His other theories also proved true. Indeed, the most effective way to use tanks turned out to be en masse, in corps or armies. Tanks without infantry, artillery, and air support turned out to be ineffective at cementing their success in battle. Chaffee's prediction that the coming years would see the increase in gun calibers and armour thickness was correct as well. Finally, the general remarked that the success of tanks on the battlefield was decided by "training and professional experience of specially selected and trained personnel. This training will take a large amount of time and cannot be replaced with any accelerated program".
In the end of 1934, Chaffee became the Budget and Law-making Coordinator in the Staff of the United States Army, giving him a real possibility of influencing the creation of independent tank and mechanized units with their own doctrine. He had one important thing left to do: confirm his assumptions in practice. This possibility arose in five years.
How to defeat regressives in two strikes
The Plattsburgh military exercise were held in the summer of 1939. Adna Chaffee participated as the commander of the 7th Cavalry (mechanized) Brigade and the "blue" side. His subordinates' actions against the "black" side were so successful that the exercise was stopped early, as the advantage of an aggressive tank offensive over traditional static defense was made very clear.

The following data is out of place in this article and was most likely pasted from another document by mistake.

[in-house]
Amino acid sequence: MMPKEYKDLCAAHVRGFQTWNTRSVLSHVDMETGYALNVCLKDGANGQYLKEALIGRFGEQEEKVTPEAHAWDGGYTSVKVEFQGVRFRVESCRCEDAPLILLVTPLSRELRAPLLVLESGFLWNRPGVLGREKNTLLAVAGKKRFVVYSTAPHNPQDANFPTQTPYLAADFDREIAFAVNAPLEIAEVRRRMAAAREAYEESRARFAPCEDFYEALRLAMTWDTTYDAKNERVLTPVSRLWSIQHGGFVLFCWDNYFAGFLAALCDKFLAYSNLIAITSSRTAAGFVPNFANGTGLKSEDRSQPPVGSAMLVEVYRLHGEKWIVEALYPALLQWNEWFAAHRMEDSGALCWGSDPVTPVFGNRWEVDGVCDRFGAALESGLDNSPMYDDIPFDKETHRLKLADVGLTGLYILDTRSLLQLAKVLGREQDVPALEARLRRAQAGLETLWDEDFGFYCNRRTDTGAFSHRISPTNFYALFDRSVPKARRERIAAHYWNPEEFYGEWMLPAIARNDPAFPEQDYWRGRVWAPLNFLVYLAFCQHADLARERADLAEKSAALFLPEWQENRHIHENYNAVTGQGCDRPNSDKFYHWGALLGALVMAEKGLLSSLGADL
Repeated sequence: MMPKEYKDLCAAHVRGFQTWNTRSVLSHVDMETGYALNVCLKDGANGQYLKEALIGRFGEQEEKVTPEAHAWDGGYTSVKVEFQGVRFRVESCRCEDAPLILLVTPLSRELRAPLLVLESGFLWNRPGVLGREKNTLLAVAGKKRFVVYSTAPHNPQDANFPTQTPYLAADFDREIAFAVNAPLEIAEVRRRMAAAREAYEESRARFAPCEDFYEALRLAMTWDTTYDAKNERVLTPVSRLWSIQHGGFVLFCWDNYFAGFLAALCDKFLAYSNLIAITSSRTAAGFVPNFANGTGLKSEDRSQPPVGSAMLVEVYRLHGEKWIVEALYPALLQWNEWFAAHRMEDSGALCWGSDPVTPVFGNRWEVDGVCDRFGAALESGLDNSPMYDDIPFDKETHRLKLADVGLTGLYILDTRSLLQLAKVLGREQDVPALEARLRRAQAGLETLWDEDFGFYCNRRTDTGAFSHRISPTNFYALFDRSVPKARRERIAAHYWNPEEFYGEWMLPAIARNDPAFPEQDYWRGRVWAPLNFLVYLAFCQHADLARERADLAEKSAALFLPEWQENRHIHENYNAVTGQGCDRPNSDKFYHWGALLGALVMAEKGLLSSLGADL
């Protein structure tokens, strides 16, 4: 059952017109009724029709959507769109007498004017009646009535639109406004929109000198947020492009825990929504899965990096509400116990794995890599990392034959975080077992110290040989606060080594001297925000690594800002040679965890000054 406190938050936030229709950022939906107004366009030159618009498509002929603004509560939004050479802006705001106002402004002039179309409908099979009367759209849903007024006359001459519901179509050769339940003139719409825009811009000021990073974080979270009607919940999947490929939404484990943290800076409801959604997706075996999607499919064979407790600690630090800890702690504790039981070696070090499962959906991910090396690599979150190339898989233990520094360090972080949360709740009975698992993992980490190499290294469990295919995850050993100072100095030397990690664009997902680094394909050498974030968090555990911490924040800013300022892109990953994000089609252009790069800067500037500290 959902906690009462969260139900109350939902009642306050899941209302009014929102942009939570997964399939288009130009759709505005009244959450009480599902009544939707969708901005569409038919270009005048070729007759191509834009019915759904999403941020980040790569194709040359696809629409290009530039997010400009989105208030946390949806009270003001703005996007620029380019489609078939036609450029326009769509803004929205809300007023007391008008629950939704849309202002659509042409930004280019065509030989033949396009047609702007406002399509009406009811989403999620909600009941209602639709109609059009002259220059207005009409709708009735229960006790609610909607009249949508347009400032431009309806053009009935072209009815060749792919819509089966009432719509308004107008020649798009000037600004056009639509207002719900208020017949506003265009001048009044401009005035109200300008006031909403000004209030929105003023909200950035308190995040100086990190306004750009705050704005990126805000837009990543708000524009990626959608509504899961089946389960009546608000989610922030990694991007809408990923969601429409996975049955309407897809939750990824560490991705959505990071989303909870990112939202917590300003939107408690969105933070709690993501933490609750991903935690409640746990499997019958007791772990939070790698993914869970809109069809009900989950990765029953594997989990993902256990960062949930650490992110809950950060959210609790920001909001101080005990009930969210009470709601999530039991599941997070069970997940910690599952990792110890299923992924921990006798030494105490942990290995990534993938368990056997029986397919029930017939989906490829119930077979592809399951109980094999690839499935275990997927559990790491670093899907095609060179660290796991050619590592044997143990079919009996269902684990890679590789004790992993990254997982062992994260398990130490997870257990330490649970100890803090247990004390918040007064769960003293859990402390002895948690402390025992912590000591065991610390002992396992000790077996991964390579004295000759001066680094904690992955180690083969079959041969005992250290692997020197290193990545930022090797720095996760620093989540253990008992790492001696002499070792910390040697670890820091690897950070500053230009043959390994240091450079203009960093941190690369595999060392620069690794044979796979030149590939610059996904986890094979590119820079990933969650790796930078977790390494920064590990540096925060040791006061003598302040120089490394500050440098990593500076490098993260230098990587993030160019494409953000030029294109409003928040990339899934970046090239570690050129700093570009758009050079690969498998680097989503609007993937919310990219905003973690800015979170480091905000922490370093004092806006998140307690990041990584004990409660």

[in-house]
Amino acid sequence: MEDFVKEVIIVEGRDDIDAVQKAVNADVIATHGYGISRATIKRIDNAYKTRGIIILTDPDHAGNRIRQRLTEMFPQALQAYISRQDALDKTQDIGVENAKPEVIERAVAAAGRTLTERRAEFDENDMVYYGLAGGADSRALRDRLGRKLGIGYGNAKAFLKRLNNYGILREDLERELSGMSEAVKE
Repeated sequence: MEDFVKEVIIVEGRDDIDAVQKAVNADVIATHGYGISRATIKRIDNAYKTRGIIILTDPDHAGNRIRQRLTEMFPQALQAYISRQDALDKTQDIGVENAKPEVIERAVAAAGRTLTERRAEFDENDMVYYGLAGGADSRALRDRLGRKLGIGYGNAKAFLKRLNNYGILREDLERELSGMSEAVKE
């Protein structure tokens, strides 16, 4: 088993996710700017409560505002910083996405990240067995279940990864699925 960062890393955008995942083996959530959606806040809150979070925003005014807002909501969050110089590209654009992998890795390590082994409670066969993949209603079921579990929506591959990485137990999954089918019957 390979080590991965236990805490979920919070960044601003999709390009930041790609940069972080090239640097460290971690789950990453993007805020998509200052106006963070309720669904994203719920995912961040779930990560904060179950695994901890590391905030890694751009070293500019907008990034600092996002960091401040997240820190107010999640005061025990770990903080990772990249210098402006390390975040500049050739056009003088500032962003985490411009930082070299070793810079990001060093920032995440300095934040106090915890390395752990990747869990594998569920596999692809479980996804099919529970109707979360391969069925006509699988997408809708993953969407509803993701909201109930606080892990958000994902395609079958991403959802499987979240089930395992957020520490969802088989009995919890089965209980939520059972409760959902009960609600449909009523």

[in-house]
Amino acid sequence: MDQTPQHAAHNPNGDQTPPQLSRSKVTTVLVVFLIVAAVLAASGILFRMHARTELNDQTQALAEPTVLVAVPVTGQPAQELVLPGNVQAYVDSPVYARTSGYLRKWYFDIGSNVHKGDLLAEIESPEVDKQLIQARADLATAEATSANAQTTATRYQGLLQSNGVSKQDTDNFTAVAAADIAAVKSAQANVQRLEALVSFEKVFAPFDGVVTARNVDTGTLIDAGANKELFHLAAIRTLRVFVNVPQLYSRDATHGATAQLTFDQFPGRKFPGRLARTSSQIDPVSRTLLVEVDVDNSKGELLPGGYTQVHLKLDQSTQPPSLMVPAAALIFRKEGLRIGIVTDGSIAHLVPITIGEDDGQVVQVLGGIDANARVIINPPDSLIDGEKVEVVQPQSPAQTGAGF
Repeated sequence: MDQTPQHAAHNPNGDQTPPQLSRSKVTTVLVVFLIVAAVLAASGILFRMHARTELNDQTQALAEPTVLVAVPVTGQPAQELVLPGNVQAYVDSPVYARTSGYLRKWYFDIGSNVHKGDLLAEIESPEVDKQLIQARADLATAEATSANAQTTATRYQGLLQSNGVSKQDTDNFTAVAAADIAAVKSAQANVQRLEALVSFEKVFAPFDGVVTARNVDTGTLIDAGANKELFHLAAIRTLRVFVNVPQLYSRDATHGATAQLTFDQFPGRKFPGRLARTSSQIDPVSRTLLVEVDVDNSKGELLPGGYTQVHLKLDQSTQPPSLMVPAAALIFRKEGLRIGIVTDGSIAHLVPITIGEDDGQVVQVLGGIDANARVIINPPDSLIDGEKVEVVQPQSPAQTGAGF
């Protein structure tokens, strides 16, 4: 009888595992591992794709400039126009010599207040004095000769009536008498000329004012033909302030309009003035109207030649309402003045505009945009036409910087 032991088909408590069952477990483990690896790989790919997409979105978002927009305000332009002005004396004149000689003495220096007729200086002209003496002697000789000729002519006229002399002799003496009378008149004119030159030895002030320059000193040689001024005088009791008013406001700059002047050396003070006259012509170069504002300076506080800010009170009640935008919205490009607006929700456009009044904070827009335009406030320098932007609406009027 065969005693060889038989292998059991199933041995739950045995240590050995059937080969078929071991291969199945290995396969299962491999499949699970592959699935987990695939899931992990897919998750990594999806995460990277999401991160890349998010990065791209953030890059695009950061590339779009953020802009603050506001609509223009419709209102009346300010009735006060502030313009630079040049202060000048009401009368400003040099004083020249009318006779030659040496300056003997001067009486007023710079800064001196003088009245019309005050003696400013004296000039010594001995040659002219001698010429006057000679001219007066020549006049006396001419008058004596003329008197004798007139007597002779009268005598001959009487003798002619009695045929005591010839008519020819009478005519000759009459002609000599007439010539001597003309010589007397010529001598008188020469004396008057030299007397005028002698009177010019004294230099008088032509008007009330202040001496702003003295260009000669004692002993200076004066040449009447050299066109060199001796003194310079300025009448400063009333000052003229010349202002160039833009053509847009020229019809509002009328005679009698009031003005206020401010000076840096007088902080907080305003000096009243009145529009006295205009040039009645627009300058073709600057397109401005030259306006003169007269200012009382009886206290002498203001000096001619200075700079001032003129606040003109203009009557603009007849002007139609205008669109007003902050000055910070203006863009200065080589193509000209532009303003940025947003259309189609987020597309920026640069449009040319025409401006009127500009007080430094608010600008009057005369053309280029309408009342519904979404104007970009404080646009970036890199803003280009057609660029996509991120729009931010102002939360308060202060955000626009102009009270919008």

Chaffee widely applied speedy maneuvers, rapid change in the direction of attack, deep penetration into the enemy rear. In this way, he manages to paralyze the "black" team's attempt to adequately react to the changing situation. A combined arms attack with a concentrated fist of armour proved much more effective than infantry tactics with tanks pulled apart by battalion.
As the Plattsburgh exercises happened before the start of WWII, it is incorrect to state that he copied German Blitzkrieg. His strategy obviously was based on European experience, but it was independently created.
Despite the success of this doctrine, Chaffee decided that it needs serious improvements. In order to reach peak effectiveness, the tank "fist" needed infantry to hold ground and engineers to provide vital support. Chaffee worked on his mistakes and applied his new doctrine to large scale exercises in Louisiana a year later.
This time, the task was harder. Aside from standard objectives, Chaffee's 7th Cavalry Brigade was assigned the 66th Infantry-Tank Brigade as reinforcements. In 48 hours, these two units were supposed to join into one, march for 120 km, and deliver an attack against an enemy.
Despite the fact that this strike unit was formed ltierally on the march, it successfully penetrated organized defenses and reached operational depth. Here is where the exercise ended.
Adna Chaffee's stunning success allowed him to decide the future of the American armoured forces. Senior officers, including Brigadier General George Patton, formed the tank forces as an independent branch of the armed forces with its own doctrine. Conservative infantry and cavalry officers were no longer permitted to make these decisions. Chaffee himself died in 1941 and never saw his creation in action, but he did the most important thing, just in time.
Original article available here.